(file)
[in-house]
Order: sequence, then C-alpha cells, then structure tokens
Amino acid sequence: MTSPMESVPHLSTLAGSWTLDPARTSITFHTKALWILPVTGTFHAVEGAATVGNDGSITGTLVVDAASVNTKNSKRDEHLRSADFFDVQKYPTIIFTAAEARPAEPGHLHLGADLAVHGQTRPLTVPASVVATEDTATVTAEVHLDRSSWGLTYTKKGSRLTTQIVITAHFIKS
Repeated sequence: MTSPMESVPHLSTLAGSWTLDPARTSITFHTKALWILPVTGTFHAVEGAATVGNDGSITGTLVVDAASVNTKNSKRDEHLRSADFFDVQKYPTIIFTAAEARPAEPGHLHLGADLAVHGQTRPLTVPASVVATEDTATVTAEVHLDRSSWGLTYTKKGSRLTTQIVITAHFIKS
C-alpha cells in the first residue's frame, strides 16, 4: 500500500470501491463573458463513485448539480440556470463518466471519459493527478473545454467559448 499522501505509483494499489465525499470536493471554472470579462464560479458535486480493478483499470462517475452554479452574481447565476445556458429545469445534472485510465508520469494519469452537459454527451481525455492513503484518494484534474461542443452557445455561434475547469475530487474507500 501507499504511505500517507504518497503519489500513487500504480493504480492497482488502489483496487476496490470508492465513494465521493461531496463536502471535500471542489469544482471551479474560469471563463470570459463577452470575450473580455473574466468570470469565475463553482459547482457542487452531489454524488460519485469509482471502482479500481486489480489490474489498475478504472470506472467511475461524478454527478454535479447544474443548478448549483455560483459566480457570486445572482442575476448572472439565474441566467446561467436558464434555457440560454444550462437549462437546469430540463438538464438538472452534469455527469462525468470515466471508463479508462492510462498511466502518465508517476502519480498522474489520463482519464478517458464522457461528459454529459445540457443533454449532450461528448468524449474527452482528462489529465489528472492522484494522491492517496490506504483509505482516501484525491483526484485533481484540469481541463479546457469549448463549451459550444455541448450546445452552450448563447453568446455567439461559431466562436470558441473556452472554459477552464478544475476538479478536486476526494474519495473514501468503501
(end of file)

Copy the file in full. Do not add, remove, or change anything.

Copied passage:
[in-house]
Order: sequence, then C-alpha cells, then structure tokens
Amino acid sequence: MTSPMESVPHLSTLAGSWTLDPARTSITFHTKALWILPVTGTFHAVEGAATVGNDGSITGTLVVDAASVNTKNSKRDEHLRSADFFDVQKYPTIIFTAAEARPAEPGHLHLGADLAVHGQTRPLTVPASVVATEDTATVTAEVHLDRSSWGLTYTKKGSRLTTQIVITAHFIKS
Repeated sequence: MTSPMESVPHLSTLAGSWTLDPARTSITFHTKALWILPVTGTFHAVEGAATVGNDGSITGTLVVDAASVNTKNSKRDEHLRSADFFDVQKYPTIIFTAAEARPAEPGHLHLGADLAVHGQTRPLTVPASVVATEDTATVTAEVHLDRSSWGLTYTKKGSRLTTQIVITAHFIKS
C-alpha cells in the first residue's frame, strides 16, 4: 500500500470501491463573458463513485448539480440556470463518466471519459493527478473545454467559448 499522501505509483494499489465525499470536493471554472470579462464560479458535486480493478483499470462517475452554479452574481447565476445556458429545469445534472485510465508520469494519469452537459454527451481525455492513503484518494484534474461542443452557445455561434475547469475530487474507500 501507499504511505500517507504518497503519489500513487500504480493504480492497482488502489483496487476496490470508492465513494465521493461531496463536502471535500471542489469544482471551479474560469471563463470570459463577452470575450473580455473574466468570470469565475463553482459547482457542487452531489454524488460519485469509482471502482479500481486489480489490474489498475478504472470506472467511475461524478454527478454535479447544474443548478448549483455560483459566480457570486445572482442575476448572472439565474441566467446561467436558464434555457440560454444550462437549462437546469430540463438538464438538472452534469455527469462525468470515466471508463479508462492510462498511466502518465508517476502519480498522474489520463482519464478517458464522457461528459454529459445540457443533454449532450461528448468524449474527452482528462489529465489528472492522484494522491492517496490506504483509505482516501484525491483526484485533481484540469481541463479546457469549448463549451459550444455541448450546445452552450448563447453568446455567439461559431466562436470558441473556452472554459477552464478544475476538479478536486476526494474519495473514501468503501